Bike sharing has met mixed reactions in China, including Beida professor Paul Gillis, who wondered earlier this year whether the investments made business sense, while they are already expanding internationally. The business case still has to be proven, Paul Gillis now admits on North Carolina Public Radio, bike sharing has changed his urban life for the better.
North Carolina Public Radio:
This concept, dockless bike sharing, has exploded in China over the past two years.
“Now, there are literally millions of these bicycles on the streets in China. And it has really transformed the urban living experience,” said Paul Gillis, a business professor at Peking University in Beijing. He says for short trips, for that last mile going from the train station to his office, he grabs a bike.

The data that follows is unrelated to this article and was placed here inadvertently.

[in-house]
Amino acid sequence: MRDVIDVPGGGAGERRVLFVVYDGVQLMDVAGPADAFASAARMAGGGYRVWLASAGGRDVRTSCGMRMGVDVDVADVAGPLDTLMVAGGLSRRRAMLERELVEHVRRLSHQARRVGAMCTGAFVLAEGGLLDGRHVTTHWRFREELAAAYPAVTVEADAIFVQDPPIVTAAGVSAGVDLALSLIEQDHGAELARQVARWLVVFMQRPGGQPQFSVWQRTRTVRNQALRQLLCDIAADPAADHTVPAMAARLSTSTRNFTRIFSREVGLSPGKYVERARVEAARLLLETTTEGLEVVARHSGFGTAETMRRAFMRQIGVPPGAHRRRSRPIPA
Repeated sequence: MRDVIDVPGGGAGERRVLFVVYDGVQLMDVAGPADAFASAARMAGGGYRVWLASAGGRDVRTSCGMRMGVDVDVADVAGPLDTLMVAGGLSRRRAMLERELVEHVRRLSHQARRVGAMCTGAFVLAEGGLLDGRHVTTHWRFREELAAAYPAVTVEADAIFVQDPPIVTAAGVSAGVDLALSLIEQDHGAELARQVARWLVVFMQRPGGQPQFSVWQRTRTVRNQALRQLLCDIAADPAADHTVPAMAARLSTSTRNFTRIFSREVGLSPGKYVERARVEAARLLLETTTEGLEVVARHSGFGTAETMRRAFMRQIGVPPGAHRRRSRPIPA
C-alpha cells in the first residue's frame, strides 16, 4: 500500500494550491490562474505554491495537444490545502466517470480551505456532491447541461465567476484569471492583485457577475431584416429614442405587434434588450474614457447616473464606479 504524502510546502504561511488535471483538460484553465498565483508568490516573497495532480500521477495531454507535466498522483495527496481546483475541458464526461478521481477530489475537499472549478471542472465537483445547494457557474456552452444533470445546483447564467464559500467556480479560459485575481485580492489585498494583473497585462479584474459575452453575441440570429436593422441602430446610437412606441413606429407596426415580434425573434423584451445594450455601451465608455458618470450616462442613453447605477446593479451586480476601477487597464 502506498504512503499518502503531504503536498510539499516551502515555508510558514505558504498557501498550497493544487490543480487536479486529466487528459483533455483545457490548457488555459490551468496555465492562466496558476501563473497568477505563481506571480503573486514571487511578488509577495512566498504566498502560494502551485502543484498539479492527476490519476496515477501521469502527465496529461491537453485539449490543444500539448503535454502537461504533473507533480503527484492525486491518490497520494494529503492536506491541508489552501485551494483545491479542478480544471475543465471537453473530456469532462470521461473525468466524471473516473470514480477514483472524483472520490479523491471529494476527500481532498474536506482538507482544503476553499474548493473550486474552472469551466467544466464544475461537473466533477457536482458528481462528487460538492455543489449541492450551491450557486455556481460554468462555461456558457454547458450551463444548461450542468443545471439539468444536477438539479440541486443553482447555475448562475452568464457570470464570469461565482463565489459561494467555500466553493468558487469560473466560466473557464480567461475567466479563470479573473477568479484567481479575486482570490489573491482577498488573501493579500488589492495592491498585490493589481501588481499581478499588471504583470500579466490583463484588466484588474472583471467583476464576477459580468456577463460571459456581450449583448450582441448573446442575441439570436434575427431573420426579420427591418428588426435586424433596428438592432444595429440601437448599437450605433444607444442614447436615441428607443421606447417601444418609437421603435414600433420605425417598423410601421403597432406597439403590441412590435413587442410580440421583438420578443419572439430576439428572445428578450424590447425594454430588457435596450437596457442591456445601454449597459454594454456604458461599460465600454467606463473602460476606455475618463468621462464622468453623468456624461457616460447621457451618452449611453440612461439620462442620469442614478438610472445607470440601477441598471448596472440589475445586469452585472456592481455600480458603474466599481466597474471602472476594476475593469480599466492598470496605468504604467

“It’s much easier than trying to hail a car. The bad part has been that the literally millions of bicycles that are now in China litter the streets. And the sidewalks have become so crowded with these bicycles that it’s hard to walk around.”
Despite being poorly regulated there, Gillis says bike sharing in China has been a huge positive overall: It’s easier to get around, and there’s less traffic and pollution in Beijing.
“I think it’s one of the things that has changed my life in China for the better more than anything in the last 20 years that I’ve been there,” Gillis said.
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